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Although several theories have been advanced regarding the etiology of OFG, the exact cause remains widely debated and largely unknown.[2],[3] The diagnostic dilemma may be further complicated by the fact that OFG may be the oral manifestation of a systemic condition, such as sarcoidosis, Crohn's disease, Wegener granulomatosis, intraoral tuberculosis, or a food allergy.[3] In most of these conditions, there are very few distinguishing local signs and symptoms, so they create a diagnostic as well as a therapeutic problem for the physician. These local and systemic conditions, which are characterized by granulomatous inflammation, may be differentiated by appropriate history, clinical examination, and laboratory investigations. Crohn's disease is an intestinal inflammatory disease characterized by granulomatous inflammation of the GI tract.[6] There is apthous like lesions, small mucosal pustules and cobblestone like mucosal overgrowth. Useful evaluations for differentiation of OFG and Crohn's disease include ESR, complete blood count, serum folic acid, iron, Vitamin B12, and GI evaluation, including an endoscopy and biopsy.[7] In the present case, on medical examination, there were no abdominal symptoms, and both the ESR and C-reactive protein levels were within normal limits. Biopsy of the terminal ileum was also carried out to rule out Crohn's disease. In sarcoidosis, there is classic swelling in the cervical lymph nodes affecting young to middle-aged adults.[8] In the oral cavity, the most affected sites are salivary glands. Since no lymphadenopathy was seen, sarcoidosis was ruled out. Melkersson–Rosenthal syndrome is characterized by the triad of persistent lip or facial swelling, fissured tongue, and recurrent facial paralysis.[9] A clinically normal dorsal surface of the tongue and an absence of facial paralysis ruled out Melkersson–Rosenthal syndrome. The present case described no elevation of ESR, and there was no evidence of upper respiratory tract involvement, which occurs in about 90% of cases of Wegener granulomatosis.[10] Intraoral tuberculosis is rare and constantly accompanied by a primary lesion in the lung or elsewhere.[11] The chest radiographs did not show hilar lymphadenopathy, and the serum level of angiotensin converting enzyme was not elevated. Based on clinical and radiographic interpretations, tuberculosis was ruled out. On the basis of negative results of a thorough investigation, a final diagnosis of OFG was made.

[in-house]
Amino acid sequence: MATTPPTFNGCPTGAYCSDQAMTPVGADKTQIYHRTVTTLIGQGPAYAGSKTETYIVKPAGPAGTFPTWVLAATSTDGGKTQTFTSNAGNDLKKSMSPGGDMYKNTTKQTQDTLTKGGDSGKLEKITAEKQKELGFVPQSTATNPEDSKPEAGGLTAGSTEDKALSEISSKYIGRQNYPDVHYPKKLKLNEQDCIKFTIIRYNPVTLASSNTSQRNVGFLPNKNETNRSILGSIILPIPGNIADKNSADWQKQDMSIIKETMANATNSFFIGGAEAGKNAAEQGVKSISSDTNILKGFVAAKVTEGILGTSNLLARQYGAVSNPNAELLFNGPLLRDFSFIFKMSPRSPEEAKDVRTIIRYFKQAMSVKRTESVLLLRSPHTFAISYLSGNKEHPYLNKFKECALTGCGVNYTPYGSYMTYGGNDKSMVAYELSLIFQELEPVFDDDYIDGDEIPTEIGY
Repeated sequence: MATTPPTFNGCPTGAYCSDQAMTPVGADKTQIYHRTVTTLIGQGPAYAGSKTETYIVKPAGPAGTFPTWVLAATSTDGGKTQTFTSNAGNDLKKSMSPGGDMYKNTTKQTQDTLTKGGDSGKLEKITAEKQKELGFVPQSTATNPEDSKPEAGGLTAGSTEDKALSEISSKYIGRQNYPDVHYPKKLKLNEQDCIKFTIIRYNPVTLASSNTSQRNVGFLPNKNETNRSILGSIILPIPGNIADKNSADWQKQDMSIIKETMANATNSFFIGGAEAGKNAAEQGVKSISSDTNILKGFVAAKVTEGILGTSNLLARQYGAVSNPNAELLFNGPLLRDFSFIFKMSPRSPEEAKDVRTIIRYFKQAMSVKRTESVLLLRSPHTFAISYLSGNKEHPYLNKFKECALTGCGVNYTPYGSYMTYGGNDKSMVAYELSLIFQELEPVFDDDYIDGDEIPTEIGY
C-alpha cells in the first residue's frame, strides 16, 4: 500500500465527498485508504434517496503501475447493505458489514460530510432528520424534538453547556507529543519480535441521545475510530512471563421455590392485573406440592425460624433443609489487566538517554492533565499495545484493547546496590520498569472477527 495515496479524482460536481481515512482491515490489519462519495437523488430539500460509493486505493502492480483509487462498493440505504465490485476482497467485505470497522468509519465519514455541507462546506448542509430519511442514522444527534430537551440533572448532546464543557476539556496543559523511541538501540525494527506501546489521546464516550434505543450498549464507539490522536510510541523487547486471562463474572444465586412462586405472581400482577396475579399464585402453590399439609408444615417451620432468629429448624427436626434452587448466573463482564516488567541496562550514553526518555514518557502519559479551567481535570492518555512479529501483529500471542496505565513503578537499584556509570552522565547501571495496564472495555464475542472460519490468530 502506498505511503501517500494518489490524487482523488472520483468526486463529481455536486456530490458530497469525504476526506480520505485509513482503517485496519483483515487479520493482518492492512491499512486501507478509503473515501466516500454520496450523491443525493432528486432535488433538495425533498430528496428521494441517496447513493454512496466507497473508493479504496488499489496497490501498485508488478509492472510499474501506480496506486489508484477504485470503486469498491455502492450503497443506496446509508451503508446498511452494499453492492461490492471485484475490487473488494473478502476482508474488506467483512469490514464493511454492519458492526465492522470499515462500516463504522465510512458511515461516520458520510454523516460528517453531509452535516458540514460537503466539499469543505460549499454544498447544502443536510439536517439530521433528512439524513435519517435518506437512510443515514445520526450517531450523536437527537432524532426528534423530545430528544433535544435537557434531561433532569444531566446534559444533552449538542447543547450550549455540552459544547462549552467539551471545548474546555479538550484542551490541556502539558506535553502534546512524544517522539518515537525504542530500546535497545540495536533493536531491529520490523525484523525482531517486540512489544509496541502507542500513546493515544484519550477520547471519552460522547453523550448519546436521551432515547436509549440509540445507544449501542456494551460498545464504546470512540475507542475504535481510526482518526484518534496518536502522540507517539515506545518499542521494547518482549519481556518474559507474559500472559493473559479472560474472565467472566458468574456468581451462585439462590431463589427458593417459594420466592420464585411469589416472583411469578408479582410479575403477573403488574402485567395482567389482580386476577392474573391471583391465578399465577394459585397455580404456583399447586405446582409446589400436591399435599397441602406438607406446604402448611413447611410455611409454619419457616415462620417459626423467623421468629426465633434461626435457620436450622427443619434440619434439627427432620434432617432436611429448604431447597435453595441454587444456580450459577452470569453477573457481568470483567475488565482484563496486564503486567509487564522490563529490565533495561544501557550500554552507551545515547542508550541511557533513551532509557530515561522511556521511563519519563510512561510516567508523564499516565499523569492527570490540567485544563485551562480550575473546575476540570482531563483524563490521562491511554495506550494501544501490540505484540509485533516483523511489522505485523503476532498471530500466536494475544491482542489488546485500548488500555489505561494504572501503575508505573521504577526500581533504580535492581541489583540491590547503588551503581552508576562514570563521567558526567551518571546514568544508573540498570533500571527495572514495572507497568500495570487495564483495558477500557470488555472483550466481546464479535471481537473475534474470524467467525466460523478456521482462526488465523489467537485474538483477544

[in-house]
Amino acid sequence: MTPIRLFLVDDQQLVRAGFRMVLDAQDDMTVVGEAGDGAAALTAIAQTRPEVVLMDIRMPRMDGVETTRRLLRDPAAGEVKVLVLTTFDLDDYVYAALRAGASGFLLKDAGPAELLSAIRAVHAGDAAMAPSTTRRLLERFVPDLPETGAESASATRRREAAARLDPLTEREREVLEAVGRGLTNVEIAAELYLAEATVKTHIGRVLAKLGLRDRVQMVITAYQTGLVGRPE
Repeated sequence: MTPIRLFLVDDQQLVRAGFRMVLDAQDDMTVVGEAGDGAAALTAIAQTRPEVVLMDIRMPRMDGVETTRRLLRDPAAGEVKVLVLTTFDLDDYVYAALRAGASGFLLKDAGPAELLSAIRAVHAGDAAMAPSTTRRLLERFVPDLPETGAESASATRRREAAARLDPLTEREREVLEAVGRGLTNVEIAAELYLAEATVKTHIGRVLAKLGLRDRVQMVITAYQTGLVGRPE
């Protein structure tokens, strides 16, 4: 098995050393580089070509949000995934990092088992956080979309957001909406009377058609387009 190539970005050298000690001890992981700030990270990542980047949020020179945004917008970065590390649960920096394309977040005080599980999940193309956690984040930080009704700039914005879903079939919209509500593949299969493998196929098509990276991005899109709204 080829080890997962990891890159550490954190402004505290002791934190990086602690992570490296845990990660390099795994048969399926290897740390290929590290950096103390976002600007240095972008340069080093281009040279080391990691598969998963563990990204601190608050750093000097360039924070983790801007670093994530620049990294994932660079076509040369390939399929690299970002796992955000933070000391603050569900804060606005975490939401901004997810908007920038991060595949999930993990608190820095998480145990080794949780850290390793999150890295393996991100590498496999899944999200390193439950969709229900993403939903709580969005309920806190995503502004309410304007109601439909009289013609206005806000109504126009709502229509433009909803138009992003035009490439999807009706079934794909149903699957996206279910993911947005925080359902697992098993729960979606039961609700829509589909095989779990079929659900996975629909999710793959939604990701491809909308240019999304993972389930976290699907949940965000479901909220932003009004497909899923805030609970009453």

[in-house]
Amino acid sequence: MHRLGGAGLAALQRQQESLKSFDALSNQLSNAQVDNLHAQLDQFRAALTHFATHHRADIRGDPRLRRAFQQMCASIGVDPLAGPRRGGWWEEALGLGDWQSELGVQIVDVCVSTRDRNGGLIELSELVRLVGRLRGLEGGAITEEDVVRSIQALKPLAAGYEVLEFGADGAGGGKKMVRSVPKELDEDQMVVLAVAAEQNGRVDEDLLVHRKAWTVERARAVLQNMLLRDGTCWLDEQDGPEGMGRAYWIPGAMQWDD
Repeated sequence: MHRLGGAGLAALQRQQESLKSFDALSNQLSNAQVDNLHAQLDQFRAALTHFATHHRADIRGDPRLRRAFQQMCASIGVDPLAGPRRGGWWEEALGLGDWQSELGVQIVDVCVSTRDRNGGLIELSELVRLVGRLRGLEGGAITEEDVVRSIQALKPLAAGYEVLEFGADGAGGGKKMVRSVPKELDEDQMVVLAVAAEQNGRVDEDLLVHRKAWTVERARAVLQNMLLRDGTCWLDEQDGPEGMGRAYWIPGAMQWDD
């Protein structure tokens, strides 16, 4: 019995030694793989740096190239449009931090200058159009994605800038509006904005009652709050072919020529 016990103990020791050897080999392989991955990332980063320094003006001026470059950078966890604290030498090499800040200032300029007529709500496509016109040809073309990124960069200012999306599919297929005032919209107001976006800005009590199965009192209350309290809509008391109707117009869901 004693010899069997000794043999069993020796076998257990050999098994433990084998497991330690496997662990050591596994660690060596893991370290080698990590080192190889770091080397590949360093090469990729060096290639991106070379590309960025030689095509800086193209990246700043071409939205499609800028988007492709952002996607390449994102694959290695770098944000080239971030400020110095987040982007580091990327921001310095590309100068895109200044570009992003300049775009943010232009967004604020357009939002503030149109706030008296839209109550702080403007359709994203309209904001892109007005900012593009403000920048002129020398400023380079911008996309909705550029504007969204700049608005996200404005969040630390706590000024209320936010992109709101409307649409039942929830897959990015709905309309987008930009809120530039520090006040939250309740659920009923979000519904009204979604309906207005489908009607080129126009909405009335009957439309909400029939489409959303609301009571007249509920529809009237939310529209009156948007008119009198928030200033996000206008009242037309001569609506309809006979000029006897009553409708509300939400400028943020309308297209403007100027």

The management of OFG is difficult with frequent recurrences despite different treatment modalities applied. Medical treatment includes administration of antimalarial (hydroxychloroquine), antitubercular, and antilepromatous agents (clofazimine); tumor necrosis factor-alpha; infliximab; steroids; and thalidomide.[12] However, corticosteroids are effective in alleviating facial swelling and are thus considered the drug of choice for the treatment. Due to the relapsing nature of OFG, use of systemic steroids has limitations because of side effects. An intralesional corticosteroid injection of triamcinolone acetonide (20 mg/mL) has been proven to be effective and beneficial.[12] In major cases, where severe lip deformation is present, cheiloplasty can be done.